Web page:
Looking at this QH tomorrow. Critique?
 
 

       The Horse Forum > Horse Breeds, Breeding, and Genetics > Horse Conformation Critique

Looking at this QH tomorrow. Critique?

This is a discussion on Looking at this QH tomorrow. Critique? within the Horse Conformation Critique forums, part of the Horse Breeds, Breeding, and Genetics category

    Like Tree16Likes

     
    LinkBack Thread Tools
        08-21-2014, 09:17 PM
      #1
    Yearling
    Looking at this QH tomorrow. Critique?

    2007 Bay Grandson of Dry Doc & Greatgrandson of Easily Smashed Will be used for intermediate to advanced trail riding. Will be testing him out on the trails and not the ring tomorrow.
         
    Sponsored Links
    Advertisement
     
        08-21-2014, 09:32 PM
      #2
    Showing
    He appears to be worth a look. Nice bloodlines and appears to have a good temperament if he can do all the things they claim. A bit long through the back and weak through the coupling with a weaker hind end. Would probably have difficulty collecting but should make a decent trail/working horse.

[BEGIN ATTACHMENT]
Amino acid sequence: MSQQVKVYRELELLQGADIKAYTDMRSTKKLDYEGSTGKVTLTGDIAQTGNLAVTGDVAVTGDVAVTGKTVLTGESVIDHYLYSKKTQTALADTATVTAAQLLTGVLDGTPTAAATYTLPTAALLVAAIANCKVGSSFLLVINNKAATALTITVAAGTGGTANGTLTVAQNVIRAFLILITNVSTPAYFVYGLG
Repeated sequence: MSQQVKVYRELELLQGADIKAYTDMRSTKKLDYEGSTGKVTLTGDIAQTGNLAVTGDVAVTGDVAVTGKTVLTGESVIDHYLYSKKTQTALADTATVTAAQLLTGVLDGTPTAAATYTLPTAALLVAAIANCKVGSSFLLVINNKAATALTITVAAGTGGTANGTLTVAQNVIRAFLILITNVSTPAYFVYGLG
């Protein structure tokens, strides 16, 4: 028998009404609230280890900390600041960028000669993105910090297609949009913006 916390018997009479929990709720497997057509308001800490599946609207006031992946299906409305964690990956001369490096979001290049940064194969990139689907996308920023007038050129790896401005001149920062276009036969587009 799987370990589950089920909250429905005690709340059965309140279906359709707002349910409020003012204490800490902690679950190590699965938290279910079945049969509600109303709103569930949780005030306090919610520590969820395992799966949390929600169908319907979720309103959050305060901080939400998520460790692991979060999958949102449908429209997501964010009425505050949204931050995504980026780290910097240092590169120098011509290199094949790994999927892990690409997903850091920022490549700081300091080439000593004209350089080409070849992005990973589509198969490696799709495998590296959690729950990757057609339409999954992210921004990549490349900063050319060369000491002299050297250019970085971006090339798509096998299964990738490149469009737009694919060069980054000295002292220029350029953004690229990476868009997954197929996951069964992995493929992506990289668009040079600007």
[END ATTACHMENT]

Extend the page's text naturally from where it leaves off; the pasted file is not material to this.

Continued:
My only concern, and I'm hoping it's just due to a wonky picture angle, is that his feet look a little jacked in that one side picture. Not sure if that's the way they really look or if it's a botched photoshop job.

    Keep in mind that this all may just be funky things that aren't really there in real life. I'm only judging from one picture. His fronts look severely under-run and judging from the angles of his hooves and just the way his lower legs look, it looks like someone either really stood him up (shortened the toe and left the heel long, which would make the under-run heels worse) or put wedge pads on him to stand him up (which also make it worse). His hinds look pretty much the same; severely under-run, upright with long heels.

    I'd darn sure have a thorough PPE done on him.
    waresbear and Horseychick87 like this.
         
        08-21-2014, 10:42 PM
      #3
    Super Moderator
    This horse reminds me of a friends horse who was a great looking fellow, but the way his hocks moved was odd, and I think would lead to being lame in oldder years.


    This horse is a bit cowhocked, and looking at the walking shot, I think he may have that same "rolling" gait, where the hock moves a lot from side to side when the horse pushes off , and it literally makes the hoof rotate on the ground at push off. Really hard to explain. I wish there was a video of him walking. I could be totally, completely off base, but the way in the walking picture he steps under himself quite a bit, with the hock angling outward, then, as he pushes off that hock, I bet it will swing around to be more inside. A lot of side to side motion, kind of rocking and rolling, not straight through.